Equivalent resistance problem.

Thread Starter

quest271

Joined Apr 1, 2016
23
I am having some trouble with this equivalent resistance problem. It is kind of frustrating. I should know how do theses by now. Maybe some of you can point me in the right direction. Here is the problem. 20210912_145748.jpg20210912_150334.jpg
 

Thread Starter

quest271

Joined Apr 1, 2016
23
The second pic is what I did. The reason I have two resistors. One is 8 ohm and one is 6 ohm. The way the problem looks . The image is blurry on the resistor. It kind of looks like a 6 or and 8.
 

MrChips

Joined Oct 2, 2009
24,398
1) Do you know how to calculate the equivalent resistance of two resistors in series?
2) Do you know how to calculate the equivalent resistance of two resistors in parallel?
 

MrChips

Joined Oct 2, 2009
24,398
The second pic is what I did. The reason I have two resistors. One is 8 ohm and one is 6 ohm. The way the problem looks . The image is blurry on the resistor. It kind of looks like a 6 or and 8.
Try it both ways and see if you have an answer that matches one of the options given.
 

Thread Starter

quest271

Joined Apr 1, 2016
23
The second pic is what I did. The reason I have two resistors. One is 8 ohm and one is 6 ohm. The way the problem looks . The image is blurry on the resistor. It kind of looks like a 6 or and 8.
I know how to calculate series and parallel.
 

Thread Starter

quest271

Joined Apr 1, 2016
23
1) Do you know how to calculate the equivalent resistance of two resistors in series?
2) Do you know how to calculate the equivalent resistance of two resistors in parallel?
I tried it with both the 6 and the 8 ohm. Did not get any of those. I am not sure what I am doing wrong.
 

Thread Starter

quest271

Joined Apr 1, 2016
23
But you are calculating the equivalent resistance of resistors in series using the formula for resistors in parallel. It appears that you may be having trouble distinguishing between resistors in parallel and resistors in series.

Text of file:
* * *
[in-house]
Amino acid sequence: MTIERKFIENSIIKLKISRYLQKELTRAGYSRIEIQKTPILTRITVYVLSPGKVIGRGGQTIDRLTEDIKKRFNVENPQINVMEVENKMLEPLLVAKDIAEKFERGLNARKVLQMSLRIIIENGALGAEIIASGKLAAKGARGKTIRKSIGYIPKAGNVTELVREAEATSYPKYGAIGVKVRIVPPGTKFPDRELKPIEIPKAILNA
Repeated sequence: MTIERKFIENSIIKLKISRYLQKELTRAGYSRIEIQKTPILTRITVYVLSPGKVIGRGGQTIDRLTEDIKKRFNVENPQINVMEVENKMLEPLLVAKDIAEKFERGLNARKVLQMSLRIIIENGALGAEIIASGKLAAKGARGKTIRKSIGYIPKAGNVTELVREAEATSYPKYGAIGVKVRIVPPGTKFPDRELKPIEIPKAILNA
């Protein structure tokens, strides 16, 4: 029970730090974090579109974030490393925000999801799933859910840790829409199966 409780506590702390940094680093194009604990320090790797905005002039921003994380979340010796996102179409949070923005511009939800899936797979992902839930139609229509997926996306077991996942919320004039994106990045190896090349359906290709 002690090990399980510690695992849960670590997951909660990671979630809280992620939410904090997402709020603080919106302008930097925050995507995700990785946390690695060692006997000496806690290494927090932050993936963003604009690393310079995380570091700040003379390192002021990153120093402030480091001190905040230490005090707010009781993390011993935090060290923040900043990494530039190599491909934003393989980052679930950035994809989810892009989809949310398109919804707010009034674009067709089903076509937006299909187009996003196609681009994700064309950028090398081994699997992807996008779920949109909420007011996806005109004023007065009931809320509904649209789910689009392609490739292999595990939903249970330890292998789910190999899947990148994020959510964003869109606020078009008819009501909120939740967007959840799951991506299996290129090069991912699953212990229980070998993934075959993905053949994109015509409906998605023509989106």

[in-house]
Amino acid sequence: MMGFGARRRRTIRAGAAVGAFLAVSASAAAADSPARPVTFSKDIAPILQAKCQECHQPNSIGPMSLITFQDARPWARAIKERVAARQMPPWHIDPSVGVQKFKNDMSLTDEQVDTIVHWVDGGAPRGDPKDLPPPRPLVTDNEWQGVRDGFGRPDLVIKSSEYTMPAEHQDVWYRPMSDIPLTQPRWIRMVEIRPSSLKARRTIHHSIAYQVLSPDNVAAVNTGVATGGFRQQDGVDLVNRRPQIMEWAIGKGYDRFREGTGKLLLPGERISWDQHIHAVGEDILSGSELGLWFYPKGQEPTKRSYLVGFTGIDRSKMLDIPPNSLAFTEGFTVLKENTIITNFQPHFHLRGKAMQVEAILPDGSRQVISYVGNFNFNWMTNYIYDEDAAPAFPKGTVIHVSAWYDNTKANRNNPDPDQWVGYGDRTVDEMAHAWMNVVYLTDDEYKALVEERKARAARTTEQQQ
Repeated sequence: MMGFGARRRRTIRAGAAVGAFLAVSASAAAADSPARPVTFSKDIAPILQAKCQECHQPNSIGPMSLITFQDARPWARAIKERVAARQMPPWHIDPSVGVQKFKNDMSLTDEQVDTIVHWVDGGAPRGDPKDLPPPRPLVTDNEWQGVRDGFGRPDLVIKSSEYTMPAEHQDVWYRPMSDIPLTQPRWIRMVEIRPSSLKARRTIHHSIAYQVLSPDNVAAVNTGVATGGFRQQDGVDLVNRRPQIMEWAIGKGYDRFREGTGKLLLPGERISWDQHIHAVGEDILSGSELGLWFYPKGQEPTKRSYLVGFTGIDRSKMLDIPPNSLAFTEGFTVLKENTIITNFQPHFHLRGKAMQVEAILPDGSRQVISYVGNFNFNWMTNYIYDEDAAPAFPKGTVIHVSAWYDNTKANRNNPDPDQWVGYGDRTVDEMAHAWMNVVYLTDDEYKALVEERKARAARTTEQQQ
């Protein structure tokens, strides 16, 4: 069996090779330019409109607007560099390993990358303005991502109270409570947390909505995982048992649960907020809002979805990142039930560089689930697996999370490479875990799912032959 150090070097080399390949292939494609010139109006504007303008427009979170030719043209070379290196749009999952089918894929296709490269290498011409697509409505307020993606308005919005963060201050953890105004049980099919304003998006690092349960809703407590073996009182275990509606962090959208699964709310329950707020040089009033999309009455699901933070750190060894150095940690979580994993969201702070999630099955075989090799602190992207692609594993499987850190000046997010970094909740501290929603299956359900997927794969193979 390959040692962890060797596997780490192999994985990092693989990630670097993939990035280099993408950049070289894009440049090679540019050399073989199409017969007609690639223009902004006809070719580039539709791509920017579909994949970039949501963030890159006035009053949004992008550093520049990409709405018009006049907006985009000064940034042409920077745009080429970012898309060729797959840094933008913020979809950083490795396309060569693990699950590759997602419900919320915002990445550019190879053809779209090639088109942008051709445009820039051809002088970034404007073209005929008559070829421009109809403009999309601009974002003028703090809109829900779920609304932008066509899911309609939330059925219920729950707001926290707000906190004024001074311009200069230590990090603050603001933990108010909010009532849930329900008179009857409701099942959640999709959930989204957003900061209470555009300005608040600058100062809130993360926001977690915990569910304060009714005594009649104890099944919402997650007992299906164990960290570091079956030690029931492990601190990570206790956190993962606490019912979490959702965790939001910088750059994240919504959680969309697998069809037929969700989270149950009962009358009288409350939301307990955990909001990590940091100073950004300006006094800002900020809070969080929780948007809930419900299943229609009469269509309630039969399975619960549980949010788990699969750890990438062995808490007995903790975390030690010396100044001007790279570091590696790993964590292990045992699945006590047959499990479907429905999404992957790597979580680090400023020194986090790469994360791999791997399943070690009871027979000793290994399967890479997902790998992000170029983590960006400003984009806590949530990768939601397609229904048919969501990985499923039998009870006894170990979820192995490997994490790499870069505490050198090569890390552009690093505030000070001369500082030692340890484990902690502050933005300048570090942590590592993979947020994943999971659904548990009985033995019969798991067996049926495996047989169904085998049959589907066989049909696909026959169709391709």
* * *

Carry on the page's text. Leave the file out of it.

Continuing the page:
You might be right. I guess I just have to practice more.
 

dcbingaman

Joined Jun 30, 2021
442
There are two resistors that are in series. You need to identify them. You are getting the wrong answer because of them.

MrChips gave a good example:

There are 2 resistors in series please identify them. We can then progress to the next step.
Hint: It would be the resistors that have ALL of the current in the circuit passing through them.
 

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Thread Starter

quest271

Joined Apr 1, 2016
23
There are two resistors that are in series. You need to identify them. You are getting the wrong answer because of them.

MrChips gave a good example:

There are 2 resistors in series please identify them. We can then progress to the next step.
Thanks guys...
 

Thread Starter

quest271

Joined Apr 1, 2016
23
There are two resistors that are in series. You need to identify them. You are getting the wrong answer because of them.

MrChips gave a good example:

There are 2 resistors in series please identify them. We can then progress to the next step.
Hint: It would be the resistors that have ALL of the current in the circuit passing through them.
In mrchips example. Is it r1 and r2 in series?
 

dcbingaman

Joined Jun 30, 2021
442
I am having some trouble with this equivalent resistance problem. It is kind of frustrating. I should know how do theses by now. Maybe some of you can point me in the right direction. Here is the problem. View attachment 247806View attachment 247807
Another thing to consider, I am trying to make sure you have a basic understanding before trying to solve the problem. If R2 is variable what is the minimum resistance the circuit can have and what is the maximum resistance the circuit can have? In one case R2 is shorted and in the other case open.
 

dcbingaman

Joined Jun 30, 2021
442
In mrchips example. Is it r1 and r2 in series?
Imagine current is flowing into the top and through the circuit to the bottom. Current in must be current out. The resistors that are in series will have all of the current going through them. Where does the current 'branch' and has multiple paths? Those would be in parallel.
 

MrChips

Joined Oct 2, 2009
24,398
A resistor in a circuit might have a voltage across it and current flowing through it given by Ohm's Law:
I = V/R

Resistors in series have one thing in common. What is it, current or voltage?
Resistors in parallel have one thing in common. What is it, current or voltage?
 
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